The family court almost uniformly alternates those three days: giving one parent Christmas, Thanksgiving or the child’s birthday in even numbered years and the other parent that same day in odd numbered years.  However, if there are three days in a year when, I suspect, most children would like to see their parents together and getting along it would be those three days.  I suggest that parents who truly love their children more than they hate the other parent might find a way to be civil and together with the other parent on those three days.

Numerous studies show that it is not merely the fact of divorce that generates psychological distress for children, but, more importantly, how the child’s parents handle the post-separation conflict that determines the child’s level of distress.  Parents who are incapable of being together and civil to each other three days a year fail to love their child more than they hate the other parent.

The family court can shape as well as reflect expectations.  In my 16 years of practice I have observed shifts from routinely granting fathers every-other-weekend visitation to routinely granting them more visitation.  I have observed a shift from ignoring the effects of secondhand smoke around children to concern over secondhand smoke.  The family court could create a similar shift on expectations over Christmas, Thanksgiving and birthday visitation by merely changing its order from alternating the right to have the child on these days to the right to host the child these days, with the expectation that both parents could be together with the child these days.  I could even envision a culture in which family and friends of divorced parents know that they have to invite both parents to a Christmas or Thanksgiving celebration if they want either parent to attend because the culture’s understanding is that this is how separated parents spend these holidays.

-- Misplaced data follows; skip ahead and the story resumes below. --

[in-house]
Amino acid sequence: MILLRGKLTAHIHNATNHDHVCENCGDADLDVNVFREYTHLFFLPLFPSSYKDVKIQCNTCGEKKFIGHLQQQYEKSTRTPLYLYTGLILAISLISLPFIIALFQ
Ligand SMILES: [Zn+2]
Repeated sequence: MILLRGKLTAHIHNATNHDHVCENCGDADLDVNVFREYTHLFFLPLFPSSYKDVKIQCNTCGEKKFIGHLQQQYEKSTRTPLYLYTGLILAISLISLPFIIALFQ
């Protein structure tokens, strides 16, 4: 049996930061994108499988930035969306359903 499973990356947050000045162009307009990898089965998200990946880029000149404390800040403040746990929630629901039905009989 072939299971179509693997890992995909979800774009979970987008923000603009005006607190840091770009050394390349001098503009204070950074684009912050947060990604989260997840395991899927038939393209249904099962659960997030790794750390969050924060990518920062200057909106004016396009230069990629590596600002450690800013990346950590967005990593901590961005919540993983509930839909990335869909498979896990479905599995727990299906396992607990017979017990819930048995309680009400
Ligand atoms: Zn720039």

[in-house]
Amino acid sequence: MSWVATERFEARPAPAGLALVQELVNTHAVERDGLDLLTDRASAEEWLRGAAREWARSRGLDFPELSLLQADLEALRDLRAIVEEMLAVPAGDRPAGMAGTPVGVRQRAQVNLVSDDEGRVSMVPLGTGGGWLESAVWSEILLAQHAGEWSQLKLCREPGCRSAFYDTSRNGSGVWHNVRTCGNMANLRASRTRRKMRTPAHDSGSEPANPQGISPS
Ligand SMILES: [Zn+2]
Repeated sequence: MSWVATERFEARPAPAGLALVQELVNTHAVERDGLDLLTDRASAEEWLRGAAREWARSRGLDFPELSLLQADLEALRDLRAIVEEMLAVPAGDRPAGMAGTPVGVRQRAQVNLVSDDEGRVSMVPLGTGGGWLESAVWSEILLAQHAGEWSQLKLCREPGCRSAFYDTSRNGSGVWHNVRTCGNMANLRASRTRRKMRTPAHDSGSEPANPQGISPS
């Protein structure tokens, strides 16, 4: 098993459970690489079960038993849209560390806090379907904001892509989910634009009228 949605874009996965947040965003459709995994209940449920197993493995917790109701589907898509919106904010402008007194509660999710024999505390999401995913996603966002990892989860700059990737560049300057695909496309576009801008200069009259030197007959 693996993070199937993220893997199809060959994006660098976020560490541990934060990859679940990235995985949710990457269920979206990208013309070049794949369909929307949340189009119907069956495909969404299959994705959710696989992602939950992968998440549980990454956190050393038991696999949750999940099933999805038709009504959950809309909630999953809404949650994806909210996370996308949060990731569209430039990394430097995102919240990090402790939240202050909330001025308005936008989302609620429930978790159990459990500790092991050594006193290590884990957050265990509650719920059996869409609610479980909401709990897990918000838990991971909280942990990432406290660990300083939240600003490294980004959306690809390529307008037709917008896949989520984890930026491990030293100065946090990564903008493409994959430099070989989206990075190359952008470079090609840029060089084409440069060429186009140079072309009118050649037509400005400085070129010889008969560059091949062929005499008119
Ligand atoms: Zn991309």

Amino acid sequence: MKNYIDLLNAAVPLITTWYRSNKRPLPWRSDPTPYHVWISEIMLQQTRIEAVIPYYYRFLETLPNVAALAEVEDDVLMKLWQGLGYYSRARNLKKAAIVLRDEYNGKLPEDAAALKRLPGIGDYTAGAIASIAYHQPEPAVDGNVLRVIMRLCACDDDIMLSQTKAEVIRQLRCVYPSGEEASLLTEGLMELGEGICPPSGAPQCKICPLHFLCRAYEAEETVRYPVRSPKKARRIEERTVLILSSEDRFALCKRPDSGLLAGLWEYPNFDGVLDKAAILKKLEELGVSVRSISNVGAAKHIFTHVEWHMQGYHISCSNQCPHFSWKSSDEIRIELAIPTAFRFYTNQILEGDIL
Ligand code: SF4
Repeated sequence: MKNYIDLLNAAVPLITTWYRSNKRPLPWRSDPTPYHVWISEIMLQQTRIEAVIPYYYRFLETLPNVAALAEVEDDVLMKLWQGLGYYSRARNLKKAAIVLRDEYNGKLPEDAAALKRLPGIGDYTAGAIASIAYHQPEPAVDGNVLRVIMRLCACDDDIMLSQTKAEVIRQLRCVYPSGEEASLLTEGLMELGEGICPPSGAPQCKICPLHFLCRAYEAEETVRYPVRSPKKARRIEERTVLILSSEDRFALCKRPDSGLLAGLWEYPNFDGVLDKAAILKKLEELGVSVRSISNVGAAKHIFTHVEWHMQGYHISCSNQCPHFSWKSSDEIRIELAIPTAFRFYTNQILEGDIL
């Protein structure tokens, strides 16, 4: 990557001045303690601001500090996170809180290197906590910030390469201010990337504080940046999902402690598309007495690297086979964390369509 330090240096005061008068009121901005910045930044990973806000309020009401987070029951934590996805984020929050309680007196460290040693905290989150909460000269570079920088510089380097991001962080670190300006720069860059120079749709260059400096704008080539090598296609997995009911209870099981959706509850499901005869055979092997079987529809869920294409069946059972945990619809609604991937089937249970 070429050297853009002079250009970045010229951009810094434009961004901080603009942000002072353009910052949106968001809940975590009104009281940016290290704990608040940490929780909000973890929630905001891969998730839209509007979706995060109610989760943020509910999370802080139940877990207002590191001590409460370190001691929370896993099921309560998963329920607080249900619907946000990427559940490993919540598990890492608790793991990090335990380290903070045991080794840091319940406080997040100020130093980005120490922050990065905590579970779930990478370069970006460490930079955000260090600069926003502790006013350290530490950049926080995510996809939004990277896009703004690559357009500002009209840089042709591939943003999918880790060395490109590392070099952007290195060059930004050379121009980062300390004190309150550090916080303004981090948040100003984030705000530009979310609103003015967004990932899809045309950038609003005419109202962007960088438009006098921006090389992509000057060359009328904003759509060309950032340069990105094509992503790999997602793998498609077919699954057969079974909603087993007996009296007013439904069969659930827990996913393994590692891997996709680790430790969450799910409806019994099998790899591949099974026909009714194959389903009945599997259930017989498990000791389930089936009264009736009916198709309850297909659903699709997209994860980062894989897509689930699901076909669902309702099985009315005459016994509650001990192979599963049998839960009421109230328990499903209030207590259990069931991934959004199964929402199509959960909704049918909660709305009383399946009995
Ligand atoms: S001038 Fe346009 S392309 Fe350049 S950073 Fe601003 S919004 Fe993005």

I acknowledge that an order requiring estranged parents to be together and civil three times a year could lead to Jerry Springer levels of animosity and conflict.   However, I sometimes ponder that people rise or fall to meet expectations and if the law’s expectation was that they learn to get along on these three days they might surprise us.  Further the law would communicate to parents (and their children) that we expect parents to act mature and get along when it is “family” time.